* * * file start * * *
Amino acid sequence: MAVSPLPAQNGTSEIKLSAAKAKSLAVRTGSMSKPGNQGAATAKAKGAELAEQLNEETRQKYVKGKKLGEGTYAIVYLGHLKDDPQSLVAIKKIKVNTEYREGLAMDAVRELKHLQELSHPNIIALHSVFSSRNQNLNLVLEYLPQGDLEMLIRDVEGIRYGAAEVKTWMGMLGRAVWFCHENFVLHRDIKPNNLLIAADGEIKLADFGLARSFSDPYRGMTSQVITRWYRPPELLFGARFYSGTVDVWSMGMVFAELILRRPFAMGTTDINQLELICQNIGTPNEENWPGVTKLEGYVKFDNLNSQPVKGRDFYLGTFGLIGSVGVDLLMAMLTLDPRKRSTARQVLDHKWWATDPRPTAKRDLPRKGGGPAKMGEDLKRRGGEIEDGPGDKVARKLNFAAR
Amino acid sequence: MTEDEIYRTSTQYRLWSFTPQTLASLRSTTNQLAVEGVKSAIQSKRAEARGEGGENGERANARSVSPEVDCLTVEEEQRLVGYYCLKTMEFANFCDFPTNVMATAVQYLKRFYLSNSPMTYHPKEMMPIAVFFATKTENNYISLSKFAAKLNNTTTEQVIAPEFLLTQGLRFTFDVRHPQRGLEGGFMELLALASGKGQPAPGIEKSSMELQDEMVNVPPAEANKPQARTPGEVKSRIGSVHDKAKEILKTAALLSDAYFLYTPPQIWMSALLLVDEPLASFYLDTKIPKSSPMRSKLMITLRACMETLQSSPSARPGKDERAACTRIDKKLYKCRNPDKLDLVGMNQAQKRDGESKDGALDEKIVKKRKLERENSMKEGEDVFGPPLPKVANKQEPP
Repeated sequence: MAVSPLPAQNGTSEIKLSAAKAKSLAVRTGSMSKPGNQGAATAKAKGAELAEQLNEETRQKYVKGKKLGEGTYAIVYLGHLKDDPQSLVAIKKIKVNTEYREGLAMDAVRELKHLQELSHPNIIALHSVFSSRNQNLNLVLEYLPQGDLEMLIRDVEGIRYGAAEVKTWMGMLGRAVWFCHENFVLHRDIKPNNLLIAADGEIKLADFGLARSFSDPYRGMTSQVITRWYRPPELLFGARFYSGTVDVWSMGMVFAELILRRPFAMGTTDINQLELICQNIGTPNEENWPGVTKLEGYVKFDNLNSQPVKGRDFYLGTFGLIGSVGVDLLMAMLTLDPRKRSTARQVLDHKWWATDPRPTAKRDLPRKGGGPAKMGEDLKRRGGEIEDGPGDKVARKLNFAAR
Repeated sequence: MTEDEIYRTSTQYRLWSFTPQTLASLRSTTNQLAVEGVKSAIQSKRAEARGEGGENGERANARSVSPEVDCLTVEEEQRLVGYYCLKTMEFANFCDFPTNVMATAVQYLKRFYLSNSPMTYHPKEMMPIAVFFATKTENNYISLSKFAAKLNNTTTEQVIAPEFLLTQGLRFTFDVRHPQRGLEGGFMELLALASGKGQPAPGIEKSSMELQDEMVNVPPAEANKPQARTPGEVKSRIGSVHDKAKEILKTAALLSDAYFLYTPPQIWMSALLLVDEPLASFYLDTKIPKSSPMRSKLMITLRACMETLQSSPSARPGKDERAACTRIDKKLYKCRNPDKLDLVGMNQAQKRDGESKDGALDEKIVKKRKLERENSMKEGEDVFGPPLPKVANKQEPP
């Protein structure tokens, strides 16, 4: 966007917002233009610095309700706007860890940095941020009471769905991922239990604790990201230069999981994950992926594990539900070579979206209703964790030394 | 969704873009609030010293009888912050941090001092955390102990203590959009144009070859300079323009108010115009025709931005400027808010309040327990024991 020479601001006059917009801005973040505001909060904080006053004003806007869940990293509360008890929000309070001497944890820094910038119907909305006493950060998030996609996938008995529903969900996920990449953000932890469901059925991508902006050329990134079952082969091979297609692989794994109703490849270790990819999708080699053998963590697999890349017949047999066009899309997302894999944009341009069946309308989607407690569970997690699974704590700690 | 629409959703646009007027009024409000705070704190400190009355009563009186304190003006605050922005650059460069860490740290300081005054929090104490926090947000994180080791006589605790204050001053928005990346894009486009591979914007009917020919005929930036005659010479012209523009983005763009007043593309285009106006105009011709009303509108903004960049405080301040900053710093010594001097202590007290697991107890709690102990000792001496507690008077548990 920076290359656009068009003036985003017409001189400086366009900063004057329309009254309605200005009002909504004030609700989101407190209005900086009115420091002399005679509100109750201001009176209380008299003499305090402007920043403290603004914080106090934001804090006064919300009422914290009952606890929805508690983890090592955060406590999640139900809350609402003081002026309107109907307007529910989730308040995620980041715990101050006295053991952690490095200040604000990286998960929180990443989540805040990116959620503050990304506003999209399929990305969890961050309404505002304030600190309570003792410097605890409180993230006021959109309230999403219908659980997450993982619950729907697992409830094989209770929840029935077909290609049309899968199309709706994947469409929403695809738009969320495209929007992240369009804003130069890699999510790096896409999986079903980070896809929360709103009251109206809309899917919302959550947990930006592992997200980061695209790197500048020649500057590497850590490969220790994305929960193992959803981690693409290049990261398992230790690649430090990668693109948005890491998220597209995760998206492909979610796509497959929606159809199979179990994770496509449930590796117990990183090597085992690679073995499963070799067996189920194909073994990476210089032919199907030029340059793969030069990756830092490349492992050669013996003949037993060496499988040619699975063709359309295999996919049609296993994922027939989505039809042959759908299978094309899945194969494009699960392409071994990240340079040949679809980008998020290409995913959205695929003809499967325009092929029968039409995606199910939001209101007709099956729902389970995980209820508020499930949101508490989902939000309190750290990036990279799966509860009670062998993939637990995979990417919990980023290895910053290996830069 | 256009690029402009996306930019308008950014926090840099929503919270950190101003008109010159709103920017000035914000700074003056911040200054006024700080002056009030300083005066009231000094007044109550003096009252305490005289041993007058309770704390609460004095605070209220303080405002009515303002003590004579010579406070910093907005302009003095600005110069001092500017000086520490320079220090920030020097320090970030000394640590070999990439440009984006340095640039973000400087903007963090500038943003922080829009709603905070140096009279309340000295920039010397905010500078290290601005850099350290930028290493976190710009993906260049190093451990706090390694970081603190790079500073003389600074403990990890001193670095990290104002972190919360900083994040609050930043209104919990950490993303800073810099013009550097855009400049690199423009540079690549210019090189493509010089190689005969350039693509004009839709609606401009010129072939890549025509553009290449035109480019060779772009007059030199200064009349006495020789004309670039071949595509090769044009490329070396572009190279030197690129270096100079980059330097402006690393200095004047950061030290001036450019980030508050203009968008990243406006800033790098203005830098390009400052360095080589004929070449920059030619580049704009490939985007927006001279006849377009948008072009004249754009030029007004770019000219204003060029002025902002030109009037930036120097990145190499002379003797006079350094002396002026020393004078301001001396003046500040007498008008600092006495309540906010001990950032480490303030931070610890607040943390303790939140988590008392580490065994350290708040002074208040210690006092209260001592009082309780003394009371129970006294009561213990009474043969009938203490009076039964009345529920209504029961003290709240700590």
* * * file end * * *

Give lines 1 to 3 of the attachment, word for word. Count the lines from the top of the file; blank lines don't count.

Amino acid sequence: MAVSPLPAQNGTSEIKLSAAKAKSLAVRTGSMSKPGNQGAATAKAKGAELAEQLNEETRQKYVKGKKLGEGTYAIVYLGHLKDDPQSLVAIKKIKVNTEYREGLAMDAVRELKHLQELSHPNIIALHSVFSSRNQNLNLVLEYLPQGDLEMLIRDVEGIRYGAAEVKTWMGMLGRAVWFCHENFVLHRDIKPNNLLIAADGEIKLADFGLARSFSDPYRGMTSQVITRWYRPPELLFGARFYSGTVDVWSMGMVFAELILRRPFAMGTTDINQLELICQNIGTPNEENWPGVTKLEGYVKFDNLNSQPVKGRDFYLGTFGLIGSVGVDLLMAMLTLDPRKRSTARQVLDHKWWATDPRPTAKRDLPRKGGGPAKMGEDLKRRGGEIEDGPGDKVARKLNFAAR
Amino acid sequence: MTEDEIYRTSTQYRLWSFTPQTLASLRSTTNQLAVEGVKSAIQSKRAEARGEGGENGERANARSVSPEVDCLTVEEEQRLVGYYCLKTMEFANFCDFPTNVMATAVQYLKRFYLSNSPMTYHPKEMMPIAVFFATKTENNYISLSKFAAKLNNTTTEQVIAPEFLLTQGLRFTFDVRHPQRGLEGGFMELLALASGKGQPAPGIEKSSMELQDEMVNVPPAEANKPQARTPGEVKSRIGSVHDKAKEILKTAALLSDAYFLYTPPQIWMSALLLVDEPLASFYLDTKIPKSSPMRSKLMITLRACMETLQSSPSARPGKDERAACTRIDKKLYKCRNPDKLDLVGMNQAQKRDGESKDGALDEKIVKKRKLERENSMKEGEDVFGPPLPKVANKQEPP
Repeated sequence: MAVSPLPAQNGTSEIKLSAAKAKSLAVRTGSMSKPGNQGAATAKAKGAELAEQLNEETRQKYVKGKKLGEGTYAIVYLGHLKDDPQSLVAIKKIKVNTEYREGLAMDAVRELKHLQELSHPNIIALHSVFSSRNQNLNLVLEYLPQGDLEMLIRDVEGIRYGAAEVKTWMGMLGRAVWFCHENFVLHRDIKPNNLLIAADGEIKLADFGLARSFSDPYRGMTSQVITRWYRPPELLFGARFYSGTVDVWSMGMVFAELILRRPFAMGTTDINQLELICQNIGTPNEENWPGVTKLEGYVKFDNLNSQPVKGRDFYLGTFGLIGSVGVDLLMAMLTLDPRKRSTARQVLDHKWWATDPRPTAKRDLPRKGGGPAKMGEDLKRRGGEIEDGPGDKVARKLNFAAR